On Monday, Rowan Class were visited by Mr Munro, who came to give a talk about some of the dangers of computer and video games particularly those which are ‘free to play’. Mr Munro told the class that they were being sold as companies now employ psychologists and behaviour specialists who advise them how to keep people playing games. Often this comes in the form of small rewards which makes gamers think that they are succeeding, but this is a design! Mr Munro showed the class how psychologist F.B. Skinner conducted research on animals such as rats and birds. Skinner’s research showed:
1.Animals will do boring things for small rewards.
2.They will do it more for certain types of reward.
3.They develop a ‘fear of missing out’.
4.You get a bad reaction if you force them to stop.
5.It works on humans
Mr Munro argued that if you are aware of this design, then you will know when to walk away. He was clear that games can be highly stimulating, but there are also so many other things that you can do and there needs to be some sort of balance.
We would like to thank Mr Munro for his time and for giving such an interesting talk.
Today, Rowan Class visited the Ure Museum at the University of Reading as part of our history topic on the Ancient Greeks. The children handled some artefacts and had to come up with an explanation of what the artefacts were used for and how they knew. Next, the children sketched a vase they particularly liked and needed to explain the significance ofd the vase. Finally, the children needed to work in groups to storyboard their own myth based on a painting which they had seen.
The children had a great time and will be writing a trip report as part of their history topic.
In our RE lessons we have been discussing ritual. Ritual is defined as: a religious or solemn ceremony consisting of a series of actions performed according to a prescribed order. We compared ritual with routine and identified some of the rituals we take part in. The children identified: baptism, birthdays, weddings, Christmas, New Year and Easter. The, in groups, they created freeze frames to show each ritual. Can you guess what they are?
Posted in RE
Tagged RE, Ritual
Welcome back to the Rowan Class blog for another year. This week the new Rowan Class have been learning all about Nancy Wake aka ‘The White Mouse’. Nancy was born in New Zealand, grew up in Australia, but settled in France. When World War Two broke out, she initially smuggled allied troops, airmen and refugees out of France to neutral Spain. She trained at a Special Operations Executive (SOE) saboteur before parachuting back into France and joining up with the resistance. Her courage and bravery led to her becoming one of the most highly decorated people of the conflict.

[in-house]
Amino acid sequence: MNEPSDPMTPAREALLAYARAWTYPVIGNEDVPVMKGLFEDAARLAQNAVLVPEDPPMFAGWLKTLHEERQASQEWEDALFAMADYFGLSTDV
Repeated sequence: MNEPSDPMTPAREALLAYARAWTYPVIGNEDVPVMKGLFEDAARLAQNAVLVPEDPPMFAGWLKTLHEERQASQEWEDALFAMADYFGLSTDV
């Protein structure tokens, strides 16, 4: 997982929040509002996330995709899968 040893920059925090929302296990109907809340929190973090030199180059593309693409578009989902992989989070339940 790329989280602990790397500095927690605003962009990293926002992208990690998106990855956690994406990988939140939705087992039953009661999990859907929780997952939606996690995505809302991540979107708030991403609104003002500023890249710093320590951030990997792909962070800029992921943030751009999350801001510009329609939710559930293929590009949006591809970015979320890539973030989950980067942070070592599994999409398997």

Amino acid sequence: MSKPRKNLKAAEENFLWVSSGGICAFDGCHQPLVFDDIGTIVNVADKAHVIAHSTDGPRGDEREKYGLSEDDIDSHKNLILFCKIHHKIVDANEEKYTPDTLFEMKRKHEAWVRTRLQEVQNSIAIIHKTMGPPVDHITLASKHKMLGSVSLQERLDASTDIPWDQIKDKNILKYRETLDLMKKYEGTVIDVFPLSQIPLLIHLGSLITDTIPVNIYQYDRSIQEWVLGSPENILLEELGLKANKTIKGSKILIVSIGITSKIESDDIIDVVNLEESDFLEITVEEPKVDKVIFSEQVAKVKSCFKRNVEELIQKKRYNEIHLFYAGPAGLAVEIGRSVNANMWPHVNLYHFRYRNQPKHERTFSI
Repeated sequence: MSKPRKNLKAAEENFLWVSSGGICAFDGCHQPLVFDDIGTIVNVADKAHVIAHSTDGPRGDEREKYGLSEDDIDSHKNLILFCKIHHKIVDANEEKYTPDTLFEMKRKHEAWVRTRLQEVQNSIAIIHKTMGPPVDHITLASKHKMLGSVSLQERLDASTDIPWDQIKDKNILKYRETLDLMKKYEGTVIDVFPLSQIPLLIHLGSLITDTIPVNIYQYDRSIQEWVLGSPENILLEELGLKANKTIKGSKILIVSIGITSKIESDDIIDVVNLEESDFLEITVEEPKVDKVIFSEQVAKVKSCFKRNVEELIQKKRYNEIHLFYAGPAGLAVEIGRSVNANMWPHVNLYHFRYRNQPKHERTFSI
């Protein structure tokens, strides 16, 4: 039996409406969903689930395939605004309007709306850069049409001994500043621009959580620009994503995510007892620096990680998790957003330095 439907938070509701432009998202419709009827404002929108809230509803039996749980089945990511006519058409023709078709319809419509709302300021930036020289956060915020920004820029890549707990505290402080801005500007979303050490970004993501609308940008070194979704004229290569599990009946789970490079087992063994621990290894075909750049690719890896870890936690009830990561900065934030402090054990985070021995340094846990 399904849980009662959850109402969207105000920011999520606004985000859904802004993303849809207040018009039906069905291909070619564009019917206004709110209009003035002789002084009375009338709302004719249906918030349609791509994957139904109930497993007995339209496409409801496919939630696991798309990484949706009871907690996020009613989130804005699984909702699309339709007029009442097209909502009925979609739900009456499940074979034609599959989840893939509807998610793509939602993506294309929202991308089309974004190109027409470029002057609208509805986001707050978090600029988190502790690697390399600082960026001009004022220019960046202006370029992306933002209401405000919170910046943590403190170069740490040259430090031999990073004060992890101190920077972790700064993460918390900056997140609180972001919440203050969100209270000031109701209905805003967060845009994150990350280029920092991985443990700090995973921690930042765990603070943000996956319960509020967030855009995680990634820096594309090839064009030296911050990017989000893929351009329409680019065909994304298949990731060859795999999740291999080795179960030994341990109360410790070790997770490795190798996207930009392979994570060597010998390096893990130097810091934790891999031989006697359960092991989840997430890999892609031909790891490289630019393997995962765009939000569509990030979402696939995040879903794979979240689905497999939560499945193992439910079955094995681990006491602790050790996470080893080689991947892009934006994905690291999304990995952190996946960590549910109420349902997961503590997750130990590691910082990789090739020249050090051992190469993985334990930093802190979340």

The children wrote diary entries imagining that they were Nancy Wake and also made communication masts using a limited range of materials. They also created their own World War Two propaganda posters and cooked on rations creating a WW2 carrot cake and cheese swirls.
Philosophical questions were also posed throughout the week. As a class we discussed the question, “Should you always tell the truth?” and the children’s answers were well thought through and nuanced.
A selection of the photos is displayed below as is some of the children’s work.
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Jamie & Sammy
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Harry & Toby
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Emma & Oliver
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Gracie & Lucy
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It’s been an absolute scorcher today at Calshot: the rumour is that they’ve had to drop an iceberg in the sea just to cool it down! For the first time this week we awoke to bright sunshine and it didn’t take too long to warm up either. As well as the usual sausages and bacon there were omelettes available for breakfast this morning. The children and staff were extremely hungry and polished them off. The itinerary this morning was as follows: Group 1 had shooting, followed by cycle skills; Group 2 had cycle skills then archery; Group 3 initiative tests then skiing; Group 4 had archery then climbing; Group 5 had orienteering then shooting; Group 6 had archery then climbing while Group 7 had initiative tests before their second session of skiing. There were many highlights during the morning, but to pick out two I would mention the fun that Group 3 had when they were skiing – Charlie Humphrey especially. Additionally, Sam Bevan (in Group 5) showed he has potential as an SAS sniper when shooting. It didn’t matter how small the target was, Sam continued to shoot bullseyes.